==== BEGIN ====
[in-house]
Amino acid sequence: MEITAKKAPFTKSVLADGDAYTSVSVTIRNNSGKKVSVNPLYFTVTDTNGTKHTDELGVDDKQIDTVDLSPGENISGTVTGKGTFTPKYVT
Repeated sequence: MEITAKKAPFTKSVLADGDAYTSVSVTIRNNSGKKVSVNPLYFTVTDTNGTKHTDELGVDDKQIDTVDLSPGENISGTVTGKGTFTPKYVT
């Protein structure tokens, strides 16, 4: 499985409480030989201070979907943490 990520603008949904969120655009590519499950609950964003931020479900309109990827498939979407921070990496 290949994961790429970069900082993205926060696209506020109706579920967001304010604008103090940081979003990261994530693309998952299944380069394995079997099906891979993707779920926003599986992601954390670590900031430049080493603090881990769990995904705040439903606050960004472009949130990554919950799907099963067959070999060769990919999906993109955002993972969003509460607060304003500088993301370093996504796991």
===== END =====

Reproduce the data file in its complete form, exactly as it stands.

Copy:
[in-house]
Amino acid sequence: MEITAKKAPFTKSVLADGDAYTSVSVTIRNNSGKKVSVNPLYFTVTDTNGTKHTDELGVDDKQIDTVDLSPGENISGTVTGKGTFTPKYVT
Repeated sequence: MEITAKKAPFTKSVLADGDAYTSVSVTIRNNSGKKVSVNPLYFTVTDTNGTKHTDELGVDDKQIDTVDLSPGENISGTVTGKGTFTPKYVT
């Protein structure tokens, strides 16, 4: 499985409480030989201070979907943490 990520603008949904969120655009590519499950609950964003931020479900309109990827498939979407921070990496 290949994961790429970069900082993205926060696209506020109706579920967001304010604008103090940081979003990261994530693309998952299944380069394995079997099906891979993707779920926003599986992601954390670590900031430049080493603090881990769990995904705040439903606050960004472009949130990554919950799907099963067959070999060769990919999906993109955002993972969003509460607060304003500088993301370093996504796991």